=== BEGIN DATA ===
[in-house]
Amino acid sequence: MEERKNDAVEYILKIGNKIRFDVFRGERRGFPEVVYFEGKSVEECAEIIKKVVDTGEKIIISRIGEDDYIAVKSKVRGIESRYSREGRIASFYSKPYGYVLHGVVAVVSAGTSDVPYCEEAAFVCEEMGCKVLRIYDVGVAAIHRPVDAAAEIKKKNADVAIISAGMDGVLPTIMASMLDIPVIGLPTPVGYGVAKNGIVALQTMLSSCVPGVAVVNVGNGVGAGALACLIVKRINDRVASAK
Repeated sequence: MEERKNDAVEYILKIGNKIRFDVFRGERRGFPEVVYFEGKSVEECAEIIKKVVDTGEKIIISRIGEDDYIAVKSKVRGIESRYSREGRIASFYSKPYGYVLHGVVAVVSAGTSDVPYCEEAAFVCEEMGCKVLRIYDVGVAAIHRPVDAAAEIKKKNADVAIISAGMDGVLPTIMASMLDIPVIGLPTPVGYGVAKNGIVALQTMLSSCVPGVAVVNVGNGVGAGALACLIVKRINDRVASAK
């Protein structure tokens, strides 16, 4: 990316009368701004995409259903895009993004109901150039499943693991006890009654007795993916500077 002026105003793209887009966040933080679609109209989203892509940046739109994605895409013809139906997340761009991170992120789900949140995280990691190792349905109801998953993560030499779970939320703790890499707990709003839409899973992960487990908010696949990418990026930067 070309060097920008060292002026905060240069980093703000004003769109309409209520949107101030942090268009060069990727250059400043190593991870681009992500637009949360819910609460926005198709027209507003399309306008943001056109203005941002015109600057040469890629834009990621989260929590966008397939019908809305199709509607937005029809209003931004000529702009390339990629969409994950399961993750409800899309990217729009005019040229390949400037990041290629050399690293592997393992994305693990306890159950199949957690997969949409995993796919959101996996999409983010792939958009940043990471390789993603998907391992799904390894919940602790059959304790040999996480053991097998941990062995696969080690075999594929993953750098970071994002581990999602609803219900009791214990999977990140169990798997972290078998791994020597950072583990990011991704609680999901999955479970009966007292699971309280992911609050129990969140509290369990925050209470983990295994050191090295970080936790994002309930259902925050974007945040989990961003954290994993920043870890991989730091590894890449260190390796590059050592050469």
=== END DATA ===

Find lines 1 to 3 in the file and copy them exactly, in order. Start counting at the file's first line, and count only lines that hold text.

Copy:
[in-house]
Amino acid sequence: MEERKNDAVEYILKIGNKIRFDVFRGERRGFPEVVYFEGKSVEECAEIIKKVVDTGEKIIISRIGEDDYIAVKSKVRGIESRYSREGRIASFYSKPYGYVLHGVVAVVSAGTSDVPYCEEAAFVCEEMGCKVLRIYDVGVAAIHRPVDAAAEIKKKNADVAIISAGMDGVLPTIMASMLDIPVIGLPTPVGYGVAKNGIVALQTMLSSCVPGVAVVNVGNGVGAGALACLIVKRINDRVASAK
Repeated sequence: MEERKNDAVEYILKIGNKIRFDVFRGERRGFPEVVYFEGKSVEECAEIIKKVVDTGEKIIISRIGEDDYIAVKSKVRGIESRYSREGRIASFYSKPYGYVLHGVVAVVSAGTSDVPYCEEAAFVCEEMGCKVLRIYDVGVAAIHRPVDAAAEIKKKNADVAIISAGMDGVLPTIMASMLDIPVIGLPTPVGYGVAKNGIVALQTMLSSCVPGVAVVNVGNGVGAGALACLIVKRINDRVASAK